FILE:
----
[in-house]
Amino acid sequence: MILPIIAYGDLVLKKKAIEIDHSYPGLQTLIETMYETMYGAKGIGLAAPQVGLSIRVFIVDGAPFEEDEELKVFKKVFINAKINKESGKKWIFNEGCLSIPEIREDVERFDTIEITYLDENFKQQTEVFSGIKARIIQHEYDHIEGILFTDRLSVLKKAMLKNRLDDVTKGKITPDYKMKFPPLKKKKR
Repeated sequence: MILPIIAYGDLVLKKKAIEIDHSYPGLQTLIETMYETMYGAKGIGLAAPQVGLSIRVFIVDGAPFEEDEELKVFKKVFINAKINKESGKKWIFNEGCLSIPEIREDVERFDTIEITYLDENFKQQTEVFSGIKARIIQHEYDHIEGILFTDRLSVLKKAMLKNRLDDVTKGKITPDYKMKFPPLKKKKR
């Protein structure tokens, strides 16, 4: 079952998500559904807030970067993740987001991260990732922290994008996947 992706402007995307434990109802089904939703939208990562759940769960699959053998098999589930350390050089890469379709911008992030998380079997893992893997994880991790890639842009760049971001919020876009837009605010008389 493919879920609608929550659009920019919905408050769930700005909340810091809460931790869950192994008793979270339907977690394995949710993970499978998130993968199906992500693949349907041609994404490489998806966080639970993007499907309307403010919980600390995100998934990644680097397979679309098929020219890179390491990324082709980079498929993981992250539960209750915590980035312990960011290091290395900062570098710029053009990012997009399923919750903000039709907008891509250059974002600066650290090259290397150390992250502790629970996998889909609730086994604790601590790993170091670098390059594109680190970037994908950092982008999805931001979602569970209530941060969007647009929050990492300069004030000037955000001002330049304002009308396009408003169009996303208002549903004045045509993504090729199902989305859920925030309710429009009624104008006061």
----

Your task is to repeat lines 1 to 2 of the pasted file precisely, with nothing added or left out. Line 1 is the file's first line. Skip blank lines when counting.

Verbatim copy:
[in-house]
Amino acid sequence: MILPIIAYGDLVLKKKAIEIDHSYPGLQTLIETMYETMYGAKGIGLAAPQVGLSIRVFIVDGAPFEEDEELKVFKKVFINAKINKESGKKWIFNEGCLSIPEIREDVERFDTIEITYLDENFKQQTEVFSGIKARIIQHEYDHIEGILFTDRLSVLKKAMLKNRLDDVTKGKITPDYKMKFPPLKKKKR